• GPHIN is the subject of two federal investigations: an independent review into the oversight of the highly specialized unit launched by the health minister, and a separate audit by the Auditor-General.

Policing: The RCMP will allow bearded officers to return to operational duties, nearly half a year after they were put on desk duty under a policy that mostly affected Sikh and Muslim Mounties. Last week, the World Sikh Organization, said Sikh officers had been given desk roles for nearly six months because the RCMP said its personal protective equipment does not seal with facial hair.

Coronavirus around the world

  • Europe’s health regulator said on Thursday it had started a rolling review of the experimental COVID-19 vaccine from AstraZeneca and Oxford University, in a move aimed at speeding up any future approval process. The move raises the chances of the vaccine being the first to be approved in the region.
  • About 2,000 Honduran migrants hoping to reach the United States entered Guatemala on foot Thursday morning, testing the newly reopened frontier that had been shut by the coronavirus pandemic.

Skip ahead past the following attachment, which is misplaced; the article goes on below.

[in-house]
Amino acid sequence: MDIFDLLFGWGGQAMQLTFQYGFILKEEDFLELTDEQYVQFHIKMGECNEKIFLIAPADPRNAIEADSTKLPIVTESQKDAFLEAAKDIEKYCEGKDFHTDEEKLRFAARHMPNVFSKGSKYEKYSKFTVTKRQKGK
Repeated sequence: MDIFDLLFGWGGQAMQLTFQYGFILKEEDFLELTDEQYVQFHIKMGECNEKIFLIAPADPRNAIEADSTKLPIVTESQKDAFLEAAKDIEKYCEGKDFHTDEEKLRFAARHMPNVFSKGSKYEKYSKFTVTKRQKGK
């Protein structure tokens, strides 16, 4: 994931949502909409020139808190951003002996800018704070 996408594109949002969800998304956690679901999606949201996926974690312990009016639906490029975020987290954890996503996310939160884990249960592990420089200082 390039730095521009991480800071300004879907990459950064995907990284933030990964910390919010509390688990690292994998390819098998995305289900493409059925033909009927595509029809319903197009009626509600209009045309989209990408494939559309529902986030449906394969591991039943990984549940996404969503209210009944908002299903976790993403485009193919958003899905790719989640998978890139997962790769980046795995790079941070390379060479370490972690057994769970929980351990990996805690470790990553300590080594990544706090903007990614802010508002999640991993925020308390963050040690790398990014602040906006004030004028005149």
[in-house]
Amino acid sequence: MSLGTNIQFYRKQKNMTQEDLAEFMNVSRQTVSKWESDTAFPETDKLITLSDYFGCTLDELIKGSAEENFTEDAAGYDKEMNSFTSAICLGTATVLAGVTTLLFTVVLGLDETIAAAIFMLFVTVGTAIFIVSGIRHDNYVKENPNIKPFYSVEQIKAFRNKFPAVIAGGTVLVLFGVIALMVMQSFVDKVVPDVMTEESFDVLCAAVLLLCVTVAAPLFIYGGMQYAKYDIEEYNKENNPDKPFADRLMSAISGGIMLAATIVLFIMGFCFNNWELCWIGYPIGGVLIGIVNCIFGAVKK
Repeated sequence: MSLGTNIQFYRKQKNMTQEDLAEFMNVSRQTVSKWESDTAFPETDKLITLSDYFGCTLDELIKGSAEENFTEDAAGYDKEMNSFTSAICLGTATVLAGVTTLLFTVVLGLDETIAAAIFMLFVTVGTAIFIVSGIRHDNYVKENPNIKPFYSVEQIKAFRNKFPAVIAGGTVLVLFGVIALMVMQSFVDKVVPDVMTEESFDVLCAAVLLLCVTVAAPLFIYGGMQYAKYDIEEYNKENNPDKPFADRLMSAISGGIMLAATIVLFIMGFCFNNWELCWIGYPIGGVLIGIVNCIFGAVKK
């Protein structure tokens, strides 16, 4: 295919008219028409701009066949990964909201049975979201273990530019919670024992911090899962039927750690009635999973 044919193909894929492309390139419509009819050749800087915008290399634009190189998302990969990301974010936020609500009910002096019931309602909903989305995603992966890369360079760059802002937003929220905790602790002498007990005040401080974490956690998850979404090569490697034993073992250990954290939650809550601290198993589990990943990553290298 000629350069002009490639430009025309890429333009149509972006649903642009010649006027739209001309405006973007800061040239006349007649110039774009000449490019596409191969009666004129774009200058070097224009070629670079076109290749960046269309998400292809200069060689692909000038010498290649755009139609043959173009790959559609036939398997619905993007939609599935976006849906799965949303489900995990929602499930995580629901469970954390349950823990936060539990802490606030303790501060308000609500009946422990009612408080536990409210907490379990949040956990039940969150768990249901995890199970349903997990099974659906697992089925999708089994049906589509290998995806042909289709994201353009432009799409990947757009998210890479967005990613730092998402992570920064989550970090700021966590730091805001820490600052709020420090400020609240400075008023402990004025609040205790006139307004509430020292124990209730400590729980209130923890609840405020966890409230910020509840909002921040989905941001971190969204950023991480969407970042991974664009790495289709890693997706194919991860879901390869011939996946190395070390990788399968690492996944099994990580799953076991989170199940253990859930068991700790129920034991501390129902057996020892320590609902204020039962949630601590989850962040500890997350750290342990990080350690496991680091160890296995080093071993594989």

Coronavirus and business

Restaurants and bars in Ontario face soaring insurance costs and possible closings as Canadian insurers begin to raise premiums and cancel policies during a time when most establishments are struggling to remain open.

  • Insurance premiums have been raised by as much as 300 per cent for some bars and restaurants, while others have been refused insurance entirely.
  • Toronto City Council passed a motion on Wednesday to support the Ontario government in any actions it takes with insurers to prevent “astronomical” increases in premiums.

Also today: Inc. on Thursday said more than 19,000 of its U.S. front-line workers contracted the coronavirus this year, or 1.44 per cent of the total, a disclosure long sought by labour advocates that had criticized its pandemic response.

And: Airline unions call on the federal government for $7-billion in loans for ailing industry

Globe opinion

  • Paul W. Bennett: “One realization is gradually becoming crystal clear: The centralized and over-bureaucratic school system proved to be vulnerable and ill-equipped to respond to the massive pandemic disruption.”

More reporting


🏋️‍♀️ For the at-home fitness buff: Tips to remember if you’re trying to stay in shape at home.

  • More isn’t always better: “More” often only leads to broken bodies and bruised egos. Instead, think about this formula: Intensity of Effort + Quality of Movement = Gains For Days.
  • Stretching and mobility are not the same thing: In order for it to provide any lasting benefits, mobility work has to pose a challenge, and you have to be able to modify it as your abilities improve.

And: Diversions and play time could be just what adults need to weather the pandemic

Information centre

Sources: Canada data are compiled from government websites, Johns Hopkins University and COVID-19 Canada Open Data Working Group; international data are from Johns Hopkins.